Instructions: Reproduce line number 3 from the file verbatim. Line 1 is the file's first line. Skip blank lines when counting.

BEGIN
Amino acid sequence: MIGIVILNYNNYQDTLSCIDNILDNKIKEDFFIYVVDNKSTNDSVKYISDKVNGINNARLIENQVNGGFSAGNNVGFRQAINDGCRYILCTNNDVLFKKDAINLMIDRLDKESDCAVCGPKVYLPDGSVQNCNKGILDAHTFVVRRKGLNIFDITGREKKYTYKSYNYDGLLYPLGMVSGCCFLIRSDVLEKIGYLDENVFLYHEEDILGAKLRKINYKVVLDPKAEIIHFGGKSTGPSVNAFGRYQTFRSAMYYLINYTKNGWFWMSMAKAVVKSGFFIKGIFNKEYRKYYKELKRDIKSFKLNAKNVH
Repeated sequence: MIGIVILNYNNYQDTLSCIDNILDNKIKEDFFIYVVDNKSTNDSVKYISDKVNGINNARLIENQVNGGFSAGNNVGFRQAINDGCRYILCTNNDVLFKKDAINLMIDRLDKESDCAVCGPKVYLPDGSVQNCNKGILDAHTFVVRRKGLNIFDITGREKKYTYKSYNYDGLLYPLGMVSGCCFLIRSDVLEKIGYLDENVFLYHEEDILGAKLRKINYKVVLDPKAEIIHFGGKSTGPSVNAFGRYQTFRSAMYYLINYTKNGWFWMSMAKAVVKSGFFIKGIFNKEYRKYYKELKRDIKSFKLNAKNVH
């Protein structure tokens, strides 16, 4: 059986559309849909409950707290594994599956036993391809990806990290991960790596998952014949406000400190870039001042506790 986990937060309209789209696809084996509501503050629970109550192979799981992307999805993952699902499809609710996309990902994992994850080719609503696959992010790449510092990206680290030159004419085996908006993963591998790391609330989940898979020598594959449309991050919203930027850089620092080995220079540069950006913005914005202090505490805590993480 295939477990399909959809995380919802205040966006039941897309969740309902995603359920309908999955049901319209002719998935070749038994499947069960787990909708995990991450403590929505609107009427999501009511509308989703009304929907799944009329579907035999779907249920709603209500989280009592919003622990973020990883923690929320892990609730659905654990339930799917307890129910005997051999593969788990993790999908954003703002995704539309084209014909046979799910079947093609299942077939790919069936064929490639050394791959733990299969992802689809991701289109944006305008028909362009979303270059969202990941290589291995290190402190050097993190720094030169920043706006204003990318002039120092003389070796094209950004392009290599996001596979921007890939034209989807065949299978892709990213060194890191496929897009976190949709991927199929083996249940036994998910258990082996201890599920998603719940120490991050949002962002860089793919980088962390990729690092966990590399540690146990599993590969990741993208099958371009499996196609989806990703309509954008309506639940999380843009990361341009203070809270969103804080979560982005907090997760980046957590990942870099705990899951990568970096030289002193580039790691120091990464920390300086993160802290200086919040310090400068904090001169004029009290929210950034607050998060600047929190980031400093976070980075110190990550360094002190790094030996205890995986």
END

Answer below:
């Protein structure tokens, strides 16, 4: 059986559309849909409950707290594994599956036993391809990806990290991960790596998952014949406000400190870039001042506790 986990937060309209789209696809084996509501503050629970109550192979799981992307999805993952699902499809609710996309990902994992994850080719609503696959992010790449510092990206680290030159004419085996908006993963591998790391609330989940898979020598594959449309991050919203930027850089620092080995220079540069950006913005914005202090505490805590993480 295939477990399909959809995380919802205040966006039941897309969740309902995603359920309908999955049901319209002719998935070749038994499947069960787990909708995990991450403590929505609107009427999501009511509308989703009304929907799944009329579907035999779907249920709603209500989280009592919003622990973020990883923690929320892990609730659905654990339930799917307890129910005997051999593969788990993790999908954003703002995704539309084209014909046979799910079947093609299942077939790919069936064929490639050394791959733990299969992802689809991701289109944006305008028909362009979303270059969202990941290589291995290190402190050097993190720094030169920043706006204003990318002039120092003389070796094209950004392009290599996001596979921007890939034209989807065949299978892709990213060194890191496929897009976190949709991927199929083996249940036994998910258990082996201890599920998603719940120490991050949002962002860089793919980088962390990729690092966990590399540690146990599993590969990741993208099958371009499996196609989806990703309509954008309506639940999380843009990361341009203070809270969103804080979560982005907090997760980046957590990942870099705990899951990568970096030289002193580039790691120091990464920390300086993160802290200086919040310090400068904090001169004029009290929210950034607050998060600047929190980031400093976070980075110190990550360094002190790094030996205890995986």